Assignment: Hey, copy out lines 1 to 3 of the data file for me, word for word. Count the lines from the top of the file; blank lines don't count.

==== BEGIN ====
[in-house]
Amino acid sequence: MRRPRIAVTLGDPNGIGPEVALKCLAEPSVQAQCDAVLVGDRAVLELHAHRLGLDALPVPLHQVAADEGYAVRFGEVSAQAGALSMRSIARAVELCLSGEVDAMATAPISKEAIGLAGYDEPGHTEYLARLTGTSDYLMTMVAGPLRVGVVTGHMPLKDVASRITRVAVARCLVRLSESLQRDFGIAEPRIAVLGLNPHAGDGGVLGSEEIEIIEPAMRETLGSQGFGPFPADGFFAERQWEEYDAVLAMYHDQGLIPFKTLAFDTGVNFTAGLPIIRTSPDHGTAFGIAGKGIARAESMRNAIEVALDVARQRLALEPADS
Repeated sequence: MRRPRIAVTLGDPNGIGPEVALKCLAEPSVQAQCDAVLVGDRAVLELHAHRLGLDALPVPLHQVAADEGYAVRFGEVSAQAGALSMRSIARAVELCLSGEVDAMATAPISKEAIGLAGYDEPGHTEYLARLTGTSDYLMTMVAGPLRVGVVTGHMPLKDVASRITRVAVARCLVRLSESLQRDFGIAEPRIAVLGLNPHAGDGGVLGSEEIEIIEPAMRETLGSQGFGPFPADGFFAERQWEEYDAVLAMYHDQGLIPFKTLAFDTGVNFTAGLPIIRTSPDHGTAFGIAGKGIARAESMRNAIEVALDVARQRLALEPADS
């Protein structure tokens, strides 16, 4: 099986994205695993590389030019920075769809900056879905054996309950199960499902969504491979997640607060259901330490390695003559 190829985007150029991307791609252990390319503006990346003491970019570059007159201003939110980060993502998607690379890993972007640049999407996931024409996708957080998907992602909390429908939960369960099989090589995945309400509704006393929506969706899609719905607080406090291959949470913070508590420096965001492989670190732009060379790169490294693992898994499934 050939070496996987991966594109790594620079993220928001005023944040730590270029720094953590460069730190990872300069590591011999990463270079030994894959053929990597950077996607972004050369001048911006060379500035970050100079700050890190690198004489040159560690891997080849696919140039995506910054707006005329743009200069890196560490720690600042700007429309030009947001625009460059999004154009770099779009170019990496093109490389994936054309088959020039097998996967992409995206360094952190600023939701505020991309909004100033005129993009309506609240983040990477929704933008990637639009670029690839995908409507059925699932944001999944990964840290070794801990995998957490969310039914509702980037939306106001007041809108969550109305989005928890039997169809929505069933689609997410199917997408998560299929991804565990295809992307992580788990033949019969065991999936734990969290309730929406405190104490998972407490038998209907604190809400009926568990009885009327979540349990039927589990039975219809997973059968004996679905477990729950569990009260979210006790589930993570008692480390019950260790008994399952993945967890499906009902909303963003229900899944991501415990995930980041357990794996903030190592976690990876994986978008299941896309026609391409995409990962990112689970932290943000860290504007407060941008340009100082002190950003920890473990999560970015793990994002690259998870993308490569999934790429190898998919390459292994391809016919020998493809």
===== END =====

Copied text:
[in-house]
Amino acid sequence: MRRPRIAVTLGDPNGIGPEVALKCLAEPSVQAQCDAVLVGDRAVLELHAHRLGLDALPVPLHQVAADEGYAVRFGEVSAQAGALSMRSIARAVELCLSGEVDAMATAPISKEAIGLAGYDEPGHTEYLARLTGTSDYLMTMVAGPLRVGVVTGHMPLKDVASRITRVAVARCLVRLSESLQRDFGIAEPRIAVLGLNPHAGDGGVLGSEEIEIIEPAMRETLGSQGFGPFPADGFFAERQWEEYDAVLAMYHDQGLIPFKTLAFDTGVNFTAGLPIIRTSPDHGTAFGIAGKGIARAESMRNAIEVALDVARQRLALEPADS
Repeated sequence: MRRPRIAVTLGDPNGIGPEVALKCLAEPSVQAQCDAVLVGDRAVLELHAHRLGLDALPVPLHQVAADEGYAVRFGEVSAQAGALSMRSIARAVELCLSGEVDAMATAPISKEAIGLAGYDEPGHTEYLARLTGTSDYLMTMVAGPLRVGVVTGHMPLKDVASRITRVAVARCLVRLSESLQRDFGIAEPRIAVLGLNPHAGDGGVLGSEEIEIIEPAMRETLGSQGFGPFPADGFFAERQWEEYDAVLAMYHDQGLIPFKTLAFDTGVNFTAGLPIIRTSPDHGTAFGIAGKGIARAESMRNAIEVALDVARQRLALEPADS